Cash for Cameron scandal rocks Tories

  1. WHEN co-treasurer of the Conservative Party, Peter Cruddas was sat across the table talking unassumingly to what he thought were potential donors to the party, he had no reason to be concerned. But unfortunately for Cruddas, the Conservatives and Prime Minister David Cameron that conversation has become more than of just a little concern.
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  3. TROUBLE: The front page splash that has landed PM Cameron in hot water.
  4. This is what Cruddas said to undercover Sunday Times reporters “Two hundred grand to 250 is premier league. What you would get is,
    when we talk about your donations the first thing we want to do is get
    you at the Cameron/Osborne dinners.

    “You do really pick up a lot
    of information and when you see the prime minister, you’re seeing David
    Cameron, not the prime minister. But within that room everything is
    confidential – you can ask him practically any question you want.

    you’re unhappy about something, we will listen to you and put it into
    the policy committee at No 10 – we feed all feedback to the policy

    As a result Peter Cruddas has now stepped down as co-treasurer to the Conservatives and the spotlight has turned to Cameron, with many questioning his role in the matter.

  5. Here’s a news clip with some video footage of Cruddas’s conversation with The Sunday Times;
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    Cameron’s man Cruddas – cash for access to PM scandal
  7. But this scandal will have wider political implications not just on David Cameron. The story broken by The Sunday Times a flagship Murdoch owned News Corporation title, has not gone unnoticed by the papers proprietor Rupert Murdoch. Recently Murdoch joined social networking site Twitter and he wasted no time in getting on Twitter to gloat.
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    Great Sunday Times scoop. What was Cameron thinking? No-one, rightly or wrongly, will believe his story.
  9. He took relish in putting the boot into Cameron, whom his papers publicly backed before the 2010 general election. As this front page of The Sun on election day highlights.
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  11. SUNNIER TIMES: When Cameron enjoyed the support of the Murdoch empire. Times have changed since.
  12. But since then the Murdoch corporation has been rocked by the phone hacking scandal and it appears any favours Cameron had with Murdoch owned media are no more, as the mogul tweeted:
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    Cameron should have just followed history and flogged some seats in the Lords, if they still have value! precedents of centuries .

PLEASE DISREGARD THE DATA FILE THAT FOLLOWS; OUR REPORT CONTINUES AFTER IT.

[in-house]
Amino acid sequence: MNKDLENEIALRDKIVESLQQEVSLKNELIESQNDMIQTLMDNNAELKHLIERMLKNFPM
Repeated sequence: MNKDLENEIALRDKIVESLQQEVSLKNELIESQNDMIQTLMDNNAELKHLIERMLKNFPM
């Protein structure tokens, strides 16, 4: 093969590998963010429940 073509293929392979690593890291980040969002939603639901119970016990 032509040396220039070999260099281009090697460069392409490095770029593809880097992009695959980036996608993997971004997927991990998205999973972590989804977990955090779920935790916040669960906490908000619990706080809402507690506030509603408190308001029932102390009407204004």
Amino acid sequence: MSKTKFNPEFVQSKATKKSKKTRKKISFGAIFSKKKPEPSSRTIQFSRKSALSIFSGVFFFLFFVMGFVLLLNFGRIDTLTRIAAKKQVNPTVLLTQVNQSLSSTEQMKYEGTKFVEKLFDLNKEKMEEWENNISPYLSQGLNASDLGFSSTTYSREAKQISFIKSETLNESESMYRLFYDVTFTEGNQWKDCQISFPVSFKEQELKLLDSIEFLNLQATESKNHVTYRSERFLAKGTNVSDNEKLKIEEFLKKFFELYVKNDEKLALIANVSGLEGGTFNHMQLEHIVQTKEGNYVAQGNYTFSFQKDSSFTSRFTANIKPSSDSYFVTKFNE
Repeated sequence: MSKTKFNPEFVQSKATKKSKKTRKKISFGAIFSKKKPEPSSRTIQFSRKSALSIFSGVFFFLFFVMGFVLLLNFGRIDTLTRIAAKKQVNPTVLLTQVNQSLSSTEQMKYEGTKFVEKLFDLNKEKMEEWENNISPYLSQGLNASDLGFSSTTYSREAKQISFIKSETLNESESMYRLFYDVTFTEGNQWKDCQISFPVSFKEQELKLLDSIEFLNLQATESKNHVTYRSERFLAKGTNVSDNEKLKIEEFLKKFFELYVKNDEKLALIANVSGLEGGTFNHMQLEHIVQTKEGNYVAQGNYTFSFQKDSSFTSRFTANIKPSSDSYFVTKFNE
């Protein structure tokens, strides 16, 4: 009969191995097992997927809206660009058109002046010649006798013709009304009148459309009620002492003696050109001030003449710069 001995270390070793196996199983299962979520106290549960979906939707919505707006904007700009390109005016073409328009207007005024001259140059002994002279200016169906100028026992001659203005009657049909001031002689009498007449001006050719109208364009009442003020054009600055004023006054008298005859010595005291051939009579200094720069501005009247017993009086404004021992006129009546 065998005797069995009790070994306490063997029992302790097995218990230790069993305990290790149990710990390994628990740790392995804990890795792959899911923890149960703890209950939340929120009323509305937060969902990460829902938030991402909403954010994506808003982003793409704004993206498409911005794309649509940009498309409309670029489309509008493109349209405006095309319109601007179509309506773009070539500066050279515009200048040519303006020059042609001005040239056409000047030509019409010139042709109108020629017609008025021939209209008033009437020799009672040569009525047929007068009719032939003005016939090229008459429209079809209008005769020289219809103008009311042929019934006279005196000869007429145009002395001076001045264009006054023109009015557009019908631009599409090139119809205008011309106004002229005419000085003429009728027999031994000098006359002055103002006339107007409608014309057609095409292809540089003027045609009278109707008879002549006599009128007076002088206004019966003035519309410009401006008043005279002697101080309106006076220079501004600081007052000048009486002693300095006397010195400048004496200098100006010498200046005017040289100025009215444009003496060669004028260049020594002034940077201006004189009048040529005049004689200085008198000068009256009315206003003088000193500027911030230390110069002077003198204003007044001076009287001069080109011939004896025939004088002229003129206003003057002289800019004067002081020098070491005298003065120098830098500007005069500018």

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    Of course there must be a full independent inquiry on both sides. In great detail, and with consequences. Trust must be established.
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    Without trust, democracy, and order will go.
  16. The Leveson inquiry will also have noticed this ‘Cash for Cameron’ saga as they resume proceedings. The scandal was uncovered with the use of subterfuge and many will argue that there is a strong public interest justification to this story.
  17. In a letter sent by pressure group 38 Degrees to its members it said: “Yesterday, we got yet another glimpse of how corrupt our political system is.
    “A ban on secret lobbying would help weed out this kind if sleaze.”

    The group called for new stricter regulations on lobbying. It wrote: “New rules could force politicians to reveal who they’re meeting and what they talked about.”

  18. Political blogger Guido Fawkes has leaked a feather smoothing letter from Peter Cruddas’s replacement as co-treasurer for the Tories, Stanley Fink here it is in full:
  19. Initially Downing Street refused to release the list of people who the Prime Minister dined with but Cameron has agreed to release a full list of dinners with donors.
  20. The reaction from the Chartered Institute of Public Relations;
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    ‘The CIPR strongly condemns the notion that cash can gain access to policy makers. Public affairs professionals know the limits of influence, and that a well-argued policy paper sent to Whitehall and Westminster is far more effective than a photograph with the Prime Minister or contact with the Number 10 Policy Unit. The latter access can be achieved through hard work, a well-written argument and knowledge of how policy making really works.

    ‘The CIPR has long argued for universal transparency for all those involved in lobbying activity and we will continue to do so in its formal written response to the Cabinet Office’s proposals to Introduce a Statutory Register of Lobbyists.’

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